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8/25/10

newsflash: collins isn't meyer, she's a quality writer.

This morning, I read someone blog about their love of Mockingjay, followed by a resounding "TEAM PEETA!"

And I resolved that my next blog would be a one-liner: "I hate it when stupid people like what I like."

I mean, I talked about it a little bit HERE. But I thought it was worth repeating.

Then my e-friend, and co-reader- of- online- Jack Weyland -books Ru wrote about it HERE, and I knew the discussion was over. That is some damn inspiring rage, and I mean that as a compliment.

My favorite part? Why Ru (and I) hate it when dumb people like awesome stuff:

"Because I can't help but suspect that the lame people don't truly get it. That they are laughing at the wrong things, or misinterpreting the symbolism, or whatever. "

This brings me back to Mockingjay. I really love the Hunger Games series. I think it is quality YA literature. By combining a killer plot, romance, and a very likable protagonist, I understand why the teens can't put it down. But more importantly, I think it is quality YA literature because it lets you think. Or, more specifically, it allows the reader to think without pushing an agenda (abstinence before your vampire wedding, for example.) There are some heavy issues in Hunger Games, including our society's obsession with voyeurism (admit it, you'd watch the Hunger Games every year if you could,) beauty standards, (I love the scene where Katniss and Peeta come out into the arena naked,) and wealth. Even more heavy are the issues of a powerful government versus an ethical one, the value of free will, and whether it is noble or just stupid to sacrifice your life for a nearly hopeless cause.

Yes. There is romance. There is a love triangle. But Gale is not Edward, and Jacob is not Peeta. Hunger Games is not Twilight, and the idiots that were not satisfied with 4 drivel-filled vampire lust shouldn't try and get their fix off a truly wonderful piece of fiction.

Or, they should just stop talking about it on the internet.



Upon further consideration: I thought I'd disclaimer myself, and say I see nothing wrong with enjoying drivel-filled vampire fantasy, on occasion. I watch Bachelor Pad every week, and I love it. I take issue with people who can't tell the difference between quality and quantity. Quality of writing versus quantity of poorly written similes. His skin was like shimmering marble.....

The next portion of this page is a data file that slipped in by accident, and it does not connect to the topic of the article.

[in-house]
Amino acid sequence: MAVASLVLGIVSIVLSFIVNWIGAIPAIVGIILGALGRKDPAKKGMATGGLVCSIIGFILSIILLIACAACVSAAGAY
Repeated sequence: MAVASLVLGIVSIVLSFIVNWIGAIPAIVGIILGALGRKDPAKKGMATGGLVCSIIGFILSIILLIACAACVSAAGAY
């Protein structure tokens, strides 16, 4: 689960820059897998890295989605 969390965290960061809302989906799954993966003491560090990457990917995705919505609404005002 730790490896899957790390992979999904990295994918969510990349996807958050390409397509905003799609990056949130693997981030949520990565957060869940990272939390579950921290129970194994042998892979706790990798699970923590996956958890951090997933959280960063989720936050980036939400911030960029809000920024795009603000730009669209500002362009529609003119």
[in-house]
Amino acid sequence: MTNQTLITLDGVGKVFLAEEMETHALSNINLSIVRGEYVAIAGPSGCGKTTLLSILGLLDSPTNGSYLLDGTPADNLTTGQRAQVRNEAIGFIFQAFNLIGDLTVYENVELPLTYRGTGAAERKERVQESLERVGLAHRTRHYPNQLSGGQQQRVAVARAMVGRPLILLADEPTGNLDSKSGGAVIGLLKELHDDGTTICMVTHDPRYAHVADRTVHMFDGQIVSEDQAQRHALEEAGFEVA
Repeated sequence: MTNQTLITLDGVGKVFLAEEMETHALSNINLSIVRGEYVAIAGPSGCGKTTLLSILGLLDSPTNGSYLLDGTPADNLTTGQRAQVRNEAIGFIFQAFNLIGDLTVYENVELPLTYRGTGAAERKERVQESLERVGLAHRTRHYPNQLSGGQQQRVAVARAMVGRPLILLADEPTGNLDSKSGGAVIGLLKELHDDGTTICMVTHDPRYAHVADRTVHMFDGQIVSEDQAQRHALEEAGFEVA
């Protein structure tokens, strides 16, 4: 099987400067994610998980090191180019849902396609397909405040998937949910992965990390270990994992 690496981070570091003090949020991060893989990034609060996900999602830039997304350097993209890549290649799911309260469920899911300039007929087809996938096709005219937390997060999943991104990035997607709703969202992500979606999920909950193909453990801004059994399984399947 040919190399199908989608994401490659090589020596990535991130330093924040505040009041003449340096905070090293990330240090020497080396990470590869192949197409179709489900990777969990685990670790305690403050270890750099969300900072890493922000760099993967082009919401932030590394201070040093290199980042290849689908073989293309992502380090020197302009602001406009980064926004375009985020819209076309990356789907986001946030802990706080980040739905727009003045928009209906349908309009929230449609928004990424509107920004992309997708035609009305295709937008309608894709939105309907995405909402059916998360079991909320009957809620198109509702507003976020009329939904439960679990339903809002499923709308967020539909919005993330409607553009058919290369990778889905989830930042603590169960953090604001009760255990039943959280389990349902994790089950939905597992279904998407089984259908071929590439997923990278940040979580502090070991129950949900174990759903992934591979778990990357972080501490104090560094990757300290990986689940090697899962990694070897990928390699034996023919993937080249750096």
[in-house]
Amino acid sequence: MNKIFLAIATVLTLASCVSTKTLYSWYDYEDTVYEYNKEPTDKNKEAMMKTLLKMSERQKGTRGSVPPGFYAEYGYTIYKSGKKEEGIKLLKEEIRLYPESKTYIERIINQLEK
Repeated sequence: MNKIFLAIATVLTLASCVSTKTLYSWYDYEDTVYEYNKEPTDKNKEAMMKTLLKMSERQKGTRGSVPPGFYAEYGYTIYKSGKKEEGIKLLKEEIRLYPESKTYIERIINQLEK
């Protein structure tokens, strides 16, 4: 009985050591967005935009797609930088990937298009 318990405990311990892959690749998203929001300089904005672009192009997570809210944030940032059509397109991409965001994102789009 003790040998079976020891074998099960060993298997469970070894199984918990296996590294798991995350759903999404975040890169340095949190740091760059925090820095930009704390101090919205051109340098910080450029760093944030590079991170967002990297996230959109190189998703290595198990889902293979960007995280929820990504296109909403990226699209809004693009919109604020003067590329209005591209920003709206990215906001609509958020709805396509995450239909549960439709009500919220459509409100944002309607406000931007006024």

PS. I have not read Mockingjay yet. Please, no spoilers.

19 comments:

meagan said...

I tried finding Mockingjay today. No dice. Sometimes I hate London.

Also, in the spirit of full disclosure, I totally agree with you about this issue, but more often I disagree with some of your opinions, and don't comment in the fear of looking like one of those dumb people...

But, then I figure I'm the total rebel for not having become a Mormon Child Bride and feel okay (:

Kristine and Ryan said...

Amen

Stephanie said...

Meagan-

I like people who disagree more than I let on.

Alyosha said...

You've got to be kidding me.

Stephanie said...

Alyosha-

Kidding about what? My slow growing hatred of Twilight? No.

gurrbonzo said...

HAHAHA. I knew this post was coming like three billion miles away.

Ru said...

(Blush)

Uh, yeah, pretty sure we read the same blog. I tried to make mine not so directly on point with Mockingjay, but I was kind of stunned to see people boil down an AMAZING story (you will love it when you're done, and please email me if you feel like discussing) into Team Gale versus Team Peeta.

Uh, hello? Did you manage to miss the entire book? The entire TRILOGY?

And TEAMS? Gross.

Alyosha said...

No. Kidding about what a snob you are! You hate when "dumb" people like the same things you do? Did you not just recently confess to loving some of the dumbest shows on television? Aren't you always complaining about people judging you? Shouldn't we be happy people are reading good books? This is a new low for you.

I like you so much that I had hoped this post was ironic.

Stephanie said...

Alyosha

1. I hate having to make the choice between being liked, and speaking my mind. Especially when I like the person back. I do!

2. That said, I will usually go with speaking my mind.

3. I totally admit to liking crappy reality tv. I admitted in this post to reading Jack Weyland online. I hate it when people can't tell the difference between good literature, and crap. I think it makes them dumb. If that makes me a snob, so be it. I am a snob.

4. We should not be happy if people are ONLY reading bad books. We should be worried about the future. Since when is celebrating mediocrity the sign of a kind person?